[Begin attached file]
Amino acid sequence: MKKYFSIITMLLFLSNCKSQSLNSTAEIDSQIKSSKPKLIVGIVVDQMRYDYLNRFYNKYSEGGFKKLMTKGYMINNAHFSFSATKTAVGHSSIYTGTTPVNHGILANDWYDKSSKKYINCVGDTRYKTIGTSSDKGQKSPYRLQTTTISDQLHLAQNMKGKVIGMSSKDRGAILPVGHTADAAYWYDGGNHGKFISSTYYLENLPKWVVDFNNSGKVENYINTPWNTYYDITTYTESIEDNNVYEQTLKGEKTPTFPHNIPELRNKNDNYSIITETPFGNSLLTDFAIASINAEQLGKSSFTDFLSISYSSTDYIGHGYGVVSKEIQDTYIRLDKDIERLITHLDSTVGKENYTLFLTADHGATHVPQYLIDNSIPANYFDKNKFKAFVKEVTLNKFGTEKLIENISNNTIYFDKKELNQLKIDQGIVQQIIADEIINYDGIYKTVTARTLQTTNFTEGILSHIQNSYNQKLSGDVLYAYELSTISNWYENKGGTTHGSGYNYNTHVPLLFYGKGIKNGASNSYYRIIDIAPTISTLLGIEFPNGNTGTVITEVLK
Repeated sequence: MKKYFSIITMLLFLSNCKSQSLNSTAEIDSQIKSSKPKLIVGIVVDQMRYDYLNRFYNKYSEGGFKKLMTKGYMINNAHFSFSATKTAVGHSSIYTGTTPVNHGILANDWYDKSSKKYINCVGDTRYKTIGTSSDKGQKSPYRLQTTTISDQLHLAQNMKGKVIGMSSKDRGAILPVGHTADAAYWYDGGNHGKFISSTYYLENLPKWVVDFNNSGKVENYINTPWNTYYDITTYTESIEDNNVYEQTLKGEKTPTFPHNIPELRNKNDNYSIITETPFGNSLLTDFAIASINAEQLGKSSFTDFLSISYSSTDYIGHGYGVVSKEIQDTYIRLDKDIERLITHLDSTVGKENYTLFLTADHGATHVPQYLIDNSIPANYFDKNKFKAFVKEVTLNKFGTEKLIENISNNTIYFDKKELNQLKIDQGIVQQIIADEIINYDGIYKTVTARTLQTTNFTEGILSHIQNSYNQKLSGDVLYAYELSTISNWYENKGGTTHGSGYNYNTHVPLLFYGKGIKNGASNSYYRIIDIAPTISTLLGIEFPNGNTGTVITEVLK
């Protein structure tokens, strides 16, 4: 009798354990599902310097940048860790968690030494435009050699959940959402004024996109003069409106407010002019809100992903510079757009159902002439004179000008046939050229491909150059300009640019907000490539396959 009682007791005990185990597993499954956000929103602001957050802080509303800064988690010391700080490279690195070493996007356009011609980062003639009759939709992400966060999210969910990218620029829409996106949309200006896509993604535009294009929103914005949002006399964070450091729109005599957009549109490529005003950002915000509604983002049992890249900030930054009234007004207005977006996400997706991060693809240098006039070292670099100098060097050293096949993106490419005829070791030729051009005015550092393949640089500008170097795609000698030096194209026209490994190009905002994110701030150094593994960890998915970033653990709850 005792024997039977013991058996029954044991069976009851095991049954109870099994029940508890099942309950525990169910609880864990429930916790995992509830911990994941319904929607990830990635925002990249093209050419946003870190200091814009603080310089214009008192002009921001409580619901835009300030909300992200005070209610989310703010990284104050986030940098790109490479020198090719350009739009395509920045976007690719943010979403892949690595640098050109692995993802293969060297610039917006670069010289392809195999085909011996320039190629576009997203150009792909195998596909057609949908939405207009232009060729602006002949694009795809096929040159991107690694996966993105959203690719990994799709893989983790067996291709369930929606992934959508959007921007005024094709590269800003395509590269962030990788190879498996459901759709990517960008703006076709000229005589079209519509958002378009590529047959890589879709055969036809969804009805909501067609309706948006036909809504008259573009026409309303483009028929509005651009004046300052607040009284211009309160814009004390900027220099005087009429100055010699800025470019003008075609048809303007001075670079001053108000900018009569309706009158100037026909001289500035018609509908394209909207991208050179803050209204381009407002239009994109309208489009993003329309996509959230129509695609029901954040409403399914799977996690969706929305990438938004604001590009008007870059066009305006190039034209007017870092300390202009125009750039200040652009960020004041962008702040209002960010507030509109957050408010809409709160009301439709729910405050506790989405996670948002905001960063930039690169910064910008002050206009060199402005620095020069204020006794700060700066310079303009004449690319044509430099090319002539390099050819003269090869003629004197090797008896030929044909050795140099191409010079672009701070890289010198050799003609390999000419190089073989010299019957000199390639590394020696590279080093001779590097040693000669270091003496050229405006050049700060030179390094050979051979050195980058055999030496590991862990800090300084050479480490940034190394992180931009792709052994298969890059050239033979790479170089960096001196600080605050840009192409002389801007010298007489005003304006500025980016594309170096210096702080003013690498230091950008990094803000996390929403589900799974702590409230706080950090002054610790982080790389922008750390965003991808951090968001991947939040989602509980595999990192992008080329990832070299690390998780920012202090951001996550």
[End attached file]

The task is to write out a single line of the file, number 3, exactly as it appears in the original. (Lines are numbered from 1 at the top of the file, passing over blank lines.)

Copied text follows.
């Protein structure tokens, strides 16, 4: 009798354990599902310097940048860790968690030494435009050699959940959402004024996109003069409106407010002019809100992903510079757009159902002439004179000008046939050229491909150059300009640019907000490539396959 009682007791005990185990597993499954956000929103602001957050802080509303800064988690010391700080490279690195070493996007356009011609980062003639009759939709992400966060999210969910990218620029829409996106949309200006896509993604535009294009929103914005949002006399964070450091729109005599957009549109490529005003950002915000509604983002049992890249900030930054009234007004207005977006996400997706991060693809240098006039070292670099100098060097050293096949993106490419005829070791030729051009005015550092393949640089500008170097795609000698030096194209026209490994190009905002994110701030150094593994960890998915970033653990709850 005792024997039977013991058996029954044991069976009851095991049954109870099994029940508890099942309950525990169910609880864990429930916790995992509830911990994941319904929607990830990635925002990249093209050419946003870190200091814009603080310089214009008192002009921001409580619901835009300030909300992200005070209610989310703010990284104050986030940098790109490479020198090719350009739009395509920045976007690719943010979403892949690595640098050109692995993802293969060297610039917006670069010289392809195999085909011996320039190629576009997203150009792909195998596909057609949908939405207009232009060729602006002949694009795809096929040159991107690694996966993105959203690719990994799709893989983790067996291709369930929606992934959508959007921007005024094709590269800003395509590269962030990788190879498996459901759709990517960008703006076709000229005589079209519509958002378009590529047959890589879709055969036809969804009805909501067609309706948006036909809504008259573009026409309303483009028929509005651009004046300052607040009284211009309160814009004390900027220099005087009429100055010699800025470019003008075609048809303007001075670079001053108000900018009569309706009158100037026909001289500035018609509908394209909207991208050179803050209204381009407002239009994109309208489009993003329309996509959230129509695609029901954040409403399914799977996690969706929305990438938004604001590009008007870059066009305006190039034209007017870092300390202009125009750039200040652009960020004041962008702040209002960010507030509109957050408010809409709160009301439709729910405050506790989405996670948002905001960063930039690169910064910008002050206009060199402005620095020069204020006794700060700066310079303009004449690319044509430099090319002539390099050819003269090869003629004197090797008896030929044909050795140099191409010079672009701070890289010198050799003609390999000419190089073989010299019957000199390639590394020696590279080093001779590097040693000669270091003496050229405006050049700060030179390094050979051979050195980058055999030496590991862990800090300084050479480490940034190394992180931009792709052994298969890059050239033979790479170089960096001196600080605050840009192409002389801007010298007489005003304006500025980016594309170096210096702080003013690498230091950008990094803000996390929403589900799974702590409230706080950090002054610790982080790389922008750390965003991808951090968001991947939040989602509980595999990192992008080329990832070299690390998780920012202090951001996550």